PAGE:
4 Ways Chemicals Enter Your Body Breathe them in through your nose or mouthMake contact with your skin or eyesSwallow chemicals when eating or drinkingWe’ve discussed the risks of chemical hazards, but how do the chemicals actually get into your body?The majority of hazardous chemical exposures occur through breathing vapors or fumes. The damage can occur if you breathe them in through your mouth or your nose. Initial symptoms are headaches, nausea or dizziness.You can be exposed to chemical hazards when hazardous materials touch your skin or eyes. Splashes are the most common cause, but there are other ways, for example, if you work with a chemical and rub your eyes or skin without washing your hands. This is particularly dangerous when working with corrosive materials that can burn your skin or eyes. Typical symptoms are irritation, itchiness, blisters and hives.You can swallow hazardous chemicals when eating or drinking. If you don’t wash you hands when you take a break to eat, you could contaminate your food with chemicals. If you leave a soda or coffee mug in a hazardous area, it may become exposed and you could end up drinking hazardous chemicals. Nausea, vomiting and dizziness are typical reactions.Copyright ã2002 Progressive Business PublicationsSuggestions for the SpeakerAsk the trainees to name some of the hazardous chemicals that they may come in contact with during their work.This would be a good time to point out the locations of the hazardous chemicals in your facility.
5 Protect Yourself Follow all steps Read all labels Never use / allow a container to go without a labelRead the Material Safety Data SheetsWear the proper Personal Protective Equipment (PPE)Protect yourself from hazardous chemicals by following all the proper steps when handling chemicals. Skipping steps could put your life at risk.Your first line of defense is to read the chemical label. This will give you the basic information about a chemical and will let you know if there are any risks.For more detailed information, refer to the Material Safety Data Sheets. These sheets contain information prepared by the manufacturers that explain how to safely use the chemical and how to respond to an emergency.Personal protective equipment will reduce your direct exposure to harmful chemicals. It can be your best defense against potential hazardous health effects caused by direct exposure to a hazardous substance. By simply wearing the proper equipment when working with a hazardous chemical, you’ve greatly reduced your risk of injury or death.Copyright ã2002 Progressive Business Publications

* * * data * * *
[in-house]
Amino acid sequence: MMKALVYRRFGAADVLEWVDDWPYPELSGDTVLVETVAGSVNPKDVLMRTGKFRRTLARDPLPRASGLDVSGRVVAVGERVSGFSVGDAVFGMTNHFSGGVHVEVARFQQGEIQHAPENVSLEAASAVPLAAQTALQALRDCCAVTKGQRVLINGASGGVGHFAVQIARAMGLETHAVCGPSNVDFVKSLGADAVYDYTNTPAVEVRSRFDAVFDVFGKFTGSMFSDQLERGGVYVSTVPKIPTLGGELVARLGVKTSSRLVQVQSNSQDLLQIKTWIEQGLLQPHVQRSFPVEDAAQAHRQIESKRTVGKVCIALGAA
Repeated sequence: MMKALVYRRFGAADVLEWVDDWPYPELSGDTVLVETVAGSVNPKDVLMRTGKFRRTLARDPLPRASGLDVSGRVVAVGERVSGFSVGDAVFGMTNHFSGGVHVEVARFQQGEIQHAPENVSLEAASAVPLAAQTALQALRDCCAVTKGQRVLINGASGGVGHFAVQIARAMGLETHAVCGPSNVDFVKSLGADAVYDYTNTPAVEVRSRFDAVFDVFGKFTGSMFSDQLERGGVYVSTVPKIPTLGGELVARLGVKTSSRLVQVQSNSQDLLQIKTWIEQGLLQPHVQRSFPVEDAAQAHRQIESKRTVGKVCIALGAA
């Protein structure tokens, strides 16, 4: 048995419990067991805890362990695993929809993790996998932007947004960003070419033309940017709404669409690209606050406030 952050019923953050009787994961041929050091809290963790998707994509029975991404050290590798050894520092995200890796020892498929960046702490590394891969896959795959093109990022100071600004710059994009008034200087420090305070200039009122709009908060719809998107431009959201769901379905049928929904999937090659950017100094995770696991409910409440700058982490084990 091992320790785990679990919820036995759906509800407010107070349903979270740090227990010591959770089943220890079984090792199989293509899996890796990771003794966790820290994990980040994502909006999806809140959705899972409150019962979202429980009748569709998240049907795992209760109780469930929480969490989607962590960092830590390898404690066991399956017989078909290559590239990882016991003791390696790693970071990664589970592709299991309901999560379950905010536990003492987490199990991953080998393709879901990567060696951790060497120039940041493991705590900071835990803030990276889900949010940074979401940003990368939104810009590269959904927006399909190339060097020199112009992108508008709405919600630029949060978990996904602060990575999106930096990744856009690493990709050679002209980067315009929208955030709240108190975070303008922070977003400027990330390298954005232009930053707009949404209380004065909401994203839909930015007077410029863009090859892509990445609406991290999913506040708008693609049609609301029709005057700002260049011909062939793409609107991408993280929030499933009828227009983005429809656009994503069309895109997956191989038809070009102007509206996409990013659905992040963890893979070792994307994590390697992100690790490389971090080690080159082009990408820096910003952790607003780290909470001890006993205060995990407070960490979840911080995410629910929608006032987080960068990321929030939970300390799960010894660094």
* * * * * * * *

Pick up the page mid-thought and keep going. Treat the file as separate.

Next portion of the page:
6 Labels Check labels prior to use for hazard warnings Treat unlabeled containers as dangerousDo not remove labelsLook for NFPA labels:Blue is toxicRed is flammableYellow is reactiveNumbers 3 and 4 are very hazardousThe easiest way to begin protecting yourself is by always reading the label before using an unfamiliar chemical or substance.In most cases the label will indicate if the chemical is hazardous. Look for keywords like hazardous, toxic, dangerous, corrosive, irritant or carcinogen. In some cases the label itself will provide information on appropriate personal protective equipment, safe handling practices and proper emergency response if something goes wrong.All containers must be labeled. Do not work with chemicals stored in unlabeled containers. Do not remove or deface existing labels on containers.You can determine the risk level of a chemical by examining the National Fire Prevention Association Labels. These labels are found on chemical containers, tanks and doorways to chemical storage areas.Blue indicates the severity of the health hazard, red indicates flammability, and yellow indicates reactivity. The higher the number on the color, the greater the risk. The numbers 3 and 4 represent hazardous situations.Copyright ã2002 Progressive Business PublicationsSuggestions for the SpeakerPass out examples of labels used in your facility.Bring in examples of NFPA labels that are used in your facility to identify hazardous substances.